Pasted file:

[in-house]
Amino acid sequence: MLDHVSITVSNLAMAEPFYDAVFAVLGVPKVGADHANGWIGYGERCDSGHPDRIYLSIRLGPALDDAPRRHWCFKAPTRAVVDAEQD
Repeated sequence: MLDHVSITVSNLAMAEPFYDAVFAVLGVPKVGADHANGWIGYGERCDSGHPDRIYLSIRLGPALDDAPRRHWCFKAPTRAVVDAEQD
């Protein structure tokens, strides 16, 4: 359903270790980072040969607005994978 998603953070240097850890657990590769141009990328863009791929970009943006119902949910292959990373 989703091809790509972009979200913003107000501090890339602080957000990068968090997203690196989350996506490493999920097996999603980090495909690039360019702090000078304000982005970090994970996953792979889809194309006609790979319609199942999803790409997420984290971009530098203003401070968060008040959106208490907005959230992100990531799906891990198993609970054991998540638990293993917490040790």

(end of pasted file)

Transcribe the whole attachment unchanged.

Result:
[in-house]
Amino acid sequence: MLDHVSITVSNLAMAEPFYDAVFAVLGVPKVGADHANGWIGYGERCDSGHPDRIYLSIRLGPALDDAPRRHWCFKAPTRAVVDAEQD
Repeated sequence: MLDHVSITVSNLAMAEPFYDAVFAVLGVPKVGADHANGWIGYGERCDSGHPDRIYLSIRLGPALDDAPRRHWCFKAPTRAVVDAEQD
């Protein structure tokens, strides 16, 4: 359903270790980072040969607005994978 998603953070240097850890657990590769141009990328863009791929970009943006119902949910292959990373 989703091809790509972009979200913003107000501090890339602080957000990068968090997203690196989350996506490493999920097996999603980090495909690039360019702090000078304000982005970090994970996953792979889809194309006609790979319609199942999803790409997420984290971009530098203003401070968060008040959106208490907005959230992100990531799906891990198993609970054991998540638990293993917490040790």